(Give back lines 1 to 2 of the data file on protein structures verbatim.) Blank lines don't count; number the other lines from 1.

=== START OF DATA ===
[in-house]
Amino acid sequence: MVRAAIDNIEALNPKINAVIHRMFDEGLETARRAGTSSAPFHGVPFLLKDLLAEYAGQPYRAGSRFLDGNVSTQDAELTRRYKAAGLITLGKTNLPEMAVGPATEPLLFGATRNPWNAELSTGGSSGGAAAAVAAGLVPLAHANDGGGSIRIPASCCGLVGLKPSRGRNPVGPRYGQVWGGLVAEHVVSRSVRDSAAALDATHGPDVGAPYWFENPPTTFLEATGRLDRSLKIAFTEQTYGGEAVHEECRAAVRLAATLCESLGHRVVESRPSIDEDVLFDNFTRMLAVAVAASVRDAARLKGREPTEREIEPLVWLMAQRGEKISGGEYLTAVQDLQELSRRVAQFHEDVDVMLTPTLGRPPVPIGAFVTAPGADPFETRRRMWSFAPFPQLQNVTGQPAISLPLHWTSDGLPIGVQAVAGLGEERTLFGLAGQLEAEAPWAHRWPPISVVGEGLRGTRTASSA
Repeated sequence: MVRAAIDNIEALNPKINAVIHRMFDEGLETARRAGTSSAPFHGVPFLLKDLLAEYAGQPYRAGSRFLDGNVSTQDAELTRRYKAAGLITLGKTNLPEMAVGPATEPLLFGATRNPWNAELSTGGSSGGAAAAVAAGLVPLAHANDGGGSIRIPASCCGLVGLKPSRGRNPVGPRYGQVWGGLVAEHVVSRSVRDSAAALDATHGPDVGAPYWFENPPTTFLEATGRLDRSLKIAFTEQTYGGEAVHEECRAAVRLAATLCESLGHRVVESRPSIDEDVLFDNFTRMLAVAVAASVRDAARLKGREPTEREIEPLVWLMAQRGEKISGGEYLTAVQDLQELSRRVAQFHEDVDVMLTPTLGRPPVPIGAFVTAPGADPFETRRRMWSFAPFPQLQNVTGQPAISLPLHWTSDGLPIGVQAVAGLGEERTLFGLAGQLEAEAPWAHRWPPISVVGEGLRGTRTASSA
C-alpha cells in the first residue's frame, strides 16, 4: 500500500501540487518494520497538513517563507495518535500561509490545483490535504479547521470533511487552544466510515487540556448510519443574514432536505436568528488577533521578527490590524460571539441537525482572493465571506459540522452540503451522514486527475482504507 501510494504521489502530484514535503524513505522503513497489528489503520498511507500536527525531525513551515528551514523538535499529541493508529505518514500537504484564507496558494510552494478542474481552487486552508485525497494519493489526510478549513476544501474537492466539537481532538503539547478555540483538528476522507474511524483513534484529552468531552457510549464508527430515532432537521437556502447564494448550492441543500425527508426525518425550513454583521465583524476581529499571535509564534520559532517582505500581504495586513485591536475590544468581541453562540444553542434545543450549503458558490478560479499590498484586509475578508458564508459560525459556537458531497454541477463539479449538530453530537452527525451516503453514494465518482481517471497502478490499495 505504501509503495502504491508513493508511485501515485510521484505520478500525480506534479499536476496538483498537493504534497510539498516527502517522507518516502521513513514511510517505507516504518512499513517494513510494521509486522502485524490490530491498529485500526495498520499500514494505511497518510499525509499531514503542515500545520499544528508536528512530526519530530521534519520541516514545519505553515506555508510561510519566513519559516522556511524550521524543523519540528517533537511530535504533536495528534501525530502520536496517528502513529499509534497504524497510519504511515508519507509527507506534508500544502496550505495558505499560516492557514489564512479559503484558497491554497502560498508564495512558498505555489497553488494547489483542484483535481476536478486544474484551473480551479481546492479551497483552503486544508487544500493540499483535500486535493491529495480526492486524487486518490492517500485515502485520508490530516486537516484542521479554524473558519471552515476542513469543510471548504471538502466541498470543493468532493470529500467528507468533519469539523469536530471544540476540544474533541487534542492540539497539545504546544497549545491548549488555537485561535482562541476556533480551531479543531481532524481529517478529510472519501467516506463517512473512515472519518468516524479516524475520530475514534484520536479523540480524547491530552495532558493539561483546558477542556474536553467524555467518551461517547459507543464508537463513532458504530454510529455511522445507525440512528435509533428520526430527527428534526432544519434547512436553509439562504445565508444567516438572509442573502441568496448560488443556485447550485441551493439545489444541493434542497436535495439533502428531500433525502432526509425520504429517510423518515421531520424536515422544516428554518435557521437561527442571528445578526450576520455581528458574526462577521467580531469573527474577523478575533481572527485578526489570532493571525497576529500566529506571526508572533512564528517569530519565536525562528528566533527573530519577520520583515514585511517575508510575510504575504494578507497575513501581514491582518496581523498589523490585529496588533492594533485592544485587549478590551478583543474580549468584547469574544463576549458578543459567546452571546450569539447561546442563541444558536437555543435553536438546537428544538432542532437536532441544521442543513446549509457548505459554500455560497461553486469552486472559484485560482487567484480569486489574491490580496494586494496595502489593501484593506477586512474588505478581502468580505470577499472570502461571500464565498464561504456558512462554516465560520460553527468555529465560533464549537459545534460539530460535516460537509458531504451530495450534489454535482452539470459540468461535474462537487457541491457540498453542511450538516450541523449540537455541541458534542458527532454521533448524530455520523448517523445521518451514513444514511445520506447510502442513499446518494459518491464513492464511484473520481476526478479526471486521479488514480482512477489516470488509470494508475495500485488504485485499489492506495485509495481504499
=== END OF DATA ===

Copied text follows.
[in-house]
Amino acid sequence: MVRAAIDNIEALNPKINAVIHRMFDEGLETARRAGTSSAPFHGVPFLLKDLLAEYAGQPYRAGSRFLDGNVSTQDAELTRRYKAAGLITLGKTNLPEMAVGPATEPLLFGATRNPWNAELSTGGSSGGAAAAVAAGLVPLAHANDGGGSIRIPASCCGLVGLKPSRGRNPVGPRYGQVWGGLVAEHVVSRSVRDSAAALDATHGPDVGAPYWFENPPTTFLEATGRLDRSLKIAFTEQTYGGEAVHEECRAAVRLAATLCESLGHRVVESRPSIDEDVLFDNFTRMLAVAVAASVRDAARLKGREPTEREIEPLVWLMAQRGEKISGGEYLTAVQDLQELSRRVAQFHEDVDVMLTPTLGRPPVPIGAFVTAPGADPFETRRRMWSFAPFPQLQNVTGQPAISLPLHWTSDGLPIGVQAVAGLGEERTLFGLAGQLEAEAPWAHRWPPISVVGEGLRGTRTASSA